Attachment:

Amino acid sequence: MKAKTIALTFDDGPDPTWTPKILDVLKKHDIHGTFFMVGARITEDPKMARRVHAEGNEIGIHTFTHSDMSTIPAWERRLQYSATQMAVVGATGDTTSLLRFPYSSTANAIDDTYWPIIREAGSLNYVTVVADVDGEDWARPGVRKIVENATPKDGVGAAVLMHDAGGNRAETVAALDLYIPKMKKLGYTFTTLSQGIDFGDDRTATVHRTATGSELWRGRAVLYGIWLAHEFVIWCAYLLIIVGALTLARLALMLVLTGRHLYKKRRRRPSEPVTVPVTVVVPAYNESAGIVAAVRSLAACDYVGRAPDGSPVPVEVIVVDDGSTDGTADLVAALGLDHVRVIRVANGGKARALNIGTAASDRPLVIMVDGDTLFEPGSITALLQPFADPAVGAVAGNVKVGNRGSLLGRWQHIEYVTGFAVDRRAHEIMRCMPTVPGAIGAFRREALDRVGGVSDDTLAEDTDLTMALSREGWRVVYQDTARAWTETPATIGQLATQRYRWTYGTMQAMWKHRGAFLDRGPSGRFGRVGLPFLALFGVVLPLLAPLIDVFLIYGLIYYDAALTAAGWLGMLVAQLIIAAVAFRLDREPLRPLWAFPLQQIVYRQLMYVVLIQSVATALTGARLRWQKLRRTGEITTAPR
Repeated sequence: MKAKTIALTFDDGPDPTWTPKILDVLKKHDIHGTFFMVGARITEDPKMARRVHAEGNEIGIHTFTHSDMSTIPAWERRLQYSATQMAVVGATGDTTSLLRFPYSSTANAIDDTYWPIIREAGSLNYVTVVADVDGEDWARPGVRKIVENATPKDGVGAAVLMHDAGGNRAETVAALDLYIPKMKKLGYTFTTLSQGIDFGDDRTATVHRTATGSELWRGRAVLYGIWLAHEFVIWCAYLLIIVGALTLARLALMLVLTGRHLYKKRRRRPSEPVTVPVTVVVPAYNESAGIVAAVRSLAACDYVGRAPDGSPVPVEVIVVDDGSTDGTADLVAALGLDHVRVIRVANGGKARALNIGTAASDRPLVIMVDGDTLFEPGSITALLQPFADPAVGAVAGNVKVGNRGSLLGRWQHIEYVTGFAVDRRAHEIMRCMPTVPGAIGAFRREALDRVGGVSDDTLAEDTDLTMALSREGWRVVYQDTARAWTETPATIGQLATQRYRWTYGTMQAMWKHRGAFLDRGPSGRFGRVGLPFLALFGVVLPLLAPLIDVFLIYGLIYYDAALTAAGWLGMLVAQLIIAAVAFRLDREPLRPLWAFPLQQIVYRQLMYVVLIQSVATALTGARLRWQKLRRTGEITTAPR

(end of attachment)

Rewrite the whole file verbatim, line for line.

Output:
Amino acid sequence: MKAKTIALTFDDGPDPTWTPKILDVLKKHDIHGTFFMVGARITEDPKMARRVHAEGNEIGIHTFTHSDMSTIPAWERRLQYSATQMAVVGATGDTTSLLRFPYSSTANAIDDTYWPIIREAGSLNYVTVVADVDGEDWARPGVRKIVENATPKDGVGAAVLMHDAGGNRAETVAALDLYIPKMKKLGYTFTTLSQGIDFGDDRTATVHRTATGSELWRGRAVLYGIWLAHEFVIWCAYLLIIVGALTLARLALMLVLTGRHLYKKRRRRPSEPVTVPVTVVVPAYNESAGIVAAVRSLAACDYVGRAPDGSPVPVEVIVVDDGSTDGTADLVAALGLDHVRVIRVANGGKARALNIGTAASDRPLVIMVDGDTLFEPGSITALLQPFADPAVGAVAGNVKVGNRGSLLGRWQHIEYVTGFAVDRRAHEIMRCMPTVPGAIGAFRREALDRVGGVSDDTLAEDTDLTMALSREGWRVVYQDTARAWTETPATIGQLATQRYRWTYGTMQAMWKHRGAFLDRGPSGRFGRVGLPFLALFGVVLPLLAPLIDVFLIYGLIYYDAALTAAGWLGMLVAQLIIAAVAFRLDREPLRPLWAFPLQQIVYRQLMYVVLIQSVATALTGARLRWQKLRRTGEITTAPR
Repeated sequence: MKAKTIALTFDDGPDPTWTPKILDVLKKHDIHGTFFMVGARITEDPKMARRVHAEGNEIGIHTFTHSDMSTIPAWERRLQYSATQMAVVGATGDTTSLLRFPYSSTANAIDDTYWPIIREAGSLNYVTVVADVDGEDWARPGVRKIVENATPKDGVGAAVLMHDAGGNRAETVAALDLYIPKMKKLGYTFTTLSQGIDFGDDRTATVHRTATGSELWRGRAVLYGIWLAHEFVIWCAYLLIIVGALTLARLALMLVLTGRHLYKKRRRRPSEPVTVPVTVVVPAYNESAGIVAAVRSLAACDYVGRAPDGSPVPVEVIVVDDGSTDGTADLVAALGLDHVRVIRVANGGKARALNIGTAASDRPLVIMVDGDTLFEPGSITALLQPFADPAVGAVAGNVKVGNRGSLLGRWQHIEYVTGFAVDRRAHEIMRCMPTVPGAIGAFRREALDRVGGVSDDTLAEDTDLTMALSREGWRVVYQDTARAWTETPATIGQLATQRYRWTYGTMQAMWKHRGAFLDRGPSGRFGRVGLPFLALFGVVLPLLAPLIDVFLIYGLIYYDAALTAAGWLGMLVAQLIIAAVAFRLDREPLRPLWAFPLQQIVYRQLMYVVLIQSVATALTGARLRWQKLRRTGEITTAPR